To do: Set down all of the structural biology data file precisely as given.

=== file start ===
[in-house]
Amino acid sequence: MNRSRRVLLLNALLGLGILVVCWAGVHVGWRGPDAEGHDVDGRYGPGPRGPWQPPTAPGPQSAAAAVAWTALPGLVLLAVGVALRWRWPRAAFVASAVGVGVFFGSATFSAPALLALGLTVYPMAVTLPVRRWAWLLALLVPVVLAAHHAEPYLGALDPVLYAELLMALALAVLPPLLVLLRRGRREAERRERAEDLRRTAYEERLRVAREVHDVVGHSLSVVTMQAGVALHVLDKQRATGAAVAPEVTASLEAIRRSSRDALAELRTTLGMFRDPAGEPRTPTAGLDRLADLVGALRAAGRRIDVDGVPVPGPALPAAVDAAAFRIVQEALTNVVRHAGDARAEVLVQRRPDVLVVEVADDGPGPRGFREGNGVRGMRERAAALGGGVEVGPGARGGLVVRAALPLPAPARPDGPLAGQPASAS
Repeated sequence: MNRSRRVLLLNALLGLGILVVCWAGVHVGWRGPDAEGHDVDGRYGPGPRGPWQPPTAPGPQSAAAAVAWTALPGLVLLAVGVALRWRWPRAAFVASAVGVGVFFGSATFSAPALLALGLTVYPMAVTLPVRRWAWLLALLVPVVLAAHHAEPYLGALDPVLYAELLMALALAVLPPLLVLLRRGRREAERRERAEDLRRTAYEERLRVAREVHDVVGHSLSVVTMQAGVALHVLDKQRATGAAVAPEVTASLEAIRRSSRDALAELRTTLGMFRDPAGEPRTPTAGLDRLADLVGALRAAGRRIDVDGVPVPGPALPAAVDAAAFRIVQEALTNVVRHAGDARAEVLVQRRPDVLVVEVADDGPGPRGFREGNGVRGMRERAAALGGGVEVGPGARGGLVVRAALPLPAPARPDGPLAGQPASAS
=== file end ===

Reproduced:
[in-house]
Amino acid sequence: MNRSRRVLLLNALLGLGILVVCWAGVHVGWRGPDAEGHDVDGRYGPGPRGPWQPPTAPGPQSAAAAVAWTALPGLVLLAVGVALRWRWPRAAFVASAVGVGVFFGSATFSAPALLALGLTVYPMAVTLPVRRWAWLLALLVPVVLAAHHAEPYLGALDPVLYAELLMALALAVLPPLLVLLRRGRREAERRERAEDLRRTAYEERLRVAREVHDVVGHSLSVVTMQAGVALHVLDKQRATGAAVAPEVTASLEAIRRSSRDALAELRTTLGMFRDPAGEPRTPTAGLDRLADLVGALRAAGRRIDVDGVPVPGPALPAAVDAAAFRIVQEALTNVVRHAGDARAEVLVQRRPDVLVVEVADDGPGPRGFREGNGVRGMRERAAALGGGVEVGPGARGGLVVRAALPLPAPARPDGPLAGQPASAS
Repeated sequence: MNRSRRVLLLNALLGLGILVVCWAGVHVGWRGPDAEGHDVDGRYGPGPRGPWQPPTAPGPQSAAAAVAWTALPGLVLLAVGVALRWRWPRAAFVASAVGVGVFFGSATFSAPALLALGLTVYPMAVTLPVRRWAWLLALLVPVVLAAHHAEPYLGALDPVLYAELLMALALAVLPPLLVLLRRGRREAERRERAEDLRRTAYEERLRVAREVHDVVGHSLSVVTMQAGVALHVLDKQRATGAAVAPEVTASLEAIRRSSRDALAELRTTLGMFRDPAGEPRTPTAGLDRLADLVGALRAAGRRIDVDGVPVPGPALPAAVDAAAFRIVQEALTNVVRHAGDARAEVLVQRRPDVLVVEVADDGPGPRGFREGNGVRGMRERAAALGGGVEVGPGARGGLVVRAALPLPAPARPDGPLAGQPASAS